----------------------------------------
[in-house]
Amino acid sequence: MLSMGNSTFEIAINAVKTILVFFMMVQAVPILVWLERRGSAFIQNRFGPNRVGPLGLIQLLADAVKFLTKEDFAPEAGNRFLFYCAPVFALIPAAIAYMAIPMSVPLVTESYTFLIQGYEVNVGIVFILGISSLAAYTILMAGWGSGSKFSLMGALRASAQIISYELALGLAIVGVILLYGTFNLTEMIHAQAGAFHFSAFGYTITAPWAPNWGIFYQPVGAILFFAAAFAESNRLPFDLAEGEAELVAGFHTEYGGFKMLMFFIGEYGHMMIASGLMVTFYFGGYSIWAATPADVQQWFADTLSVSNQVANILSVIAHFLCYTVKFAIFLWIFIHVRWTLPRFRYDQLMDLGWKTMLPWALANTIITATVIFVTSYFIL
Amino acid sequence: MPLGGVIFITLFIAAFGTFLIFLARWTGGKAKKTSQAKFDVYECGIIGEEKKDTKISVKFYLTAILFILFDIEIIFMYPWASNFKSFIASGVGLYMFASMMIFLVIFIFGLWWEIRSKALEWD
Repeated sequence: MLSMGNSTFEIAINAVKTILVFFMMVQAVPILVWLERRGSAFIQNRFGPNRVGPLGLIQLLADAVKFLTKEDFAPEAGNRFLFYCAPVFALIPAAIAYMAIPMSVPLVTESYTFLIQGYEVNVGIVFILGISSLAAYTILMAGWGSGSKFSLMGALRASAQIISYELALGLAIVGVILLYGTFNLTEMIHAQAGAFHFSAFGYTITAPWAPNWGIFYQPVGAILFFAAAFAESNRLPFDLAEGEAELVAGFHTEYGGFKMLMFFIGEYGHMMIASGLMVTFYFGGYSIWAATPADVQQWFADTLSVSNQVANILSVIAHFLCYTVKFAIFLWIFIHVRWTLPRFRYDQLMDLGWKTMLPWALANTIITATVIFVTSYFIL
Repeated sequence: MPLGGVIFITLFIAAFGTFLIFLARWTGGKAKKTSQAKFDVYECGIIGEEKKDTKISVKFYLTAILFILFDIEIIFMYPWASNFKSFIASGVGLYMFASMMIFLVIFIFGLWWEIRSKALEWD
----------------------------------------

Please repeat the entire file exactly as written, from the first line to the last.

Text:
[in-house]
Amino acid sequence: MLSMGNSTFEIAINAVKTILVFFMMVQAVPILVWLERRGSAFIQNRFGPNRVGPLGLIQLLADAVKFLTKEDFAPEAGNRFLFYCAPVFALIPAAIAYMAIPMSVPLVTESYTFLIQGYEVNVGIVFILGISSLAAYTILMAGWGSGSKFSLMGALRASAQIISYELALGLAIVGVILLYGTFNLTEMIHAQAGAFHFSAFGYTITAPWAPNWGIFYQPVGAILFFAAAFAESNRLPFDLAEGEAELVAGFHTEYGGFKMLMFFIGEYGHMMIASGLMVTFYFGGYSIWAATPADVQQWFADTLSVSNQVANILSVIAHFLCYTVKFAIFLWIFIHVRWTLPRFRYDQLMDLGWKTMLPWALANTIITATVIFVTSYFIL
Amino acid sequence: MPLGGVIFITLFIAAFGTFLIFLARWTGGKAKKTSQAKFDVYECGIIGEEKKDTKISVKFYLTAILFILFDIEIIFMYPWASNFKSFIASGVGLYMFASMMIFLVIFIFGLWWEIRSKALEWD
Repeated sequence: MLSMGNSTFEIAINAVKTILVFFMMVQAVPILVWLERRGSAFIQNRFGPNRVGPLGLIQLLADAVKFLTKEDFAPEAGNRFLFYCAPVFALIPAAIAYMAIPMSVPLVTESYTFLIQGYEVNVGIVFILGISSLAAYTILMAGWGSGSKFSLMGALRASAQIISYELALGLAIVGVILLYGTFNLTEMIHAQAGAFHFSAFGYTITAPWAPNWGIFYQPVGAILFFAAAFAESNRLPFDLAEGEAELVAGFHTEYGGFKMLMFFIGEYGHMMIASGLMVTFYFGGYSIWAATPADVQQWFADTLSVSNQVANILSVIAHFLCYTVKFAIFLWIFIHVRWTLPRFRYDQLMDLGWKTMLPWALANTIITATVIFVTSYFIL
Repeated sequence: MPLGGVIFITLFIAAFGTFLIFLARWTGGKAKKTSQAKFDVYECGIIGEEKKDTKISVKFYLTAILFILFDIEIIFMYPWASNFKSFIASGVGLYMFASMMIFLVIFIFGLWWEIRSKALEWD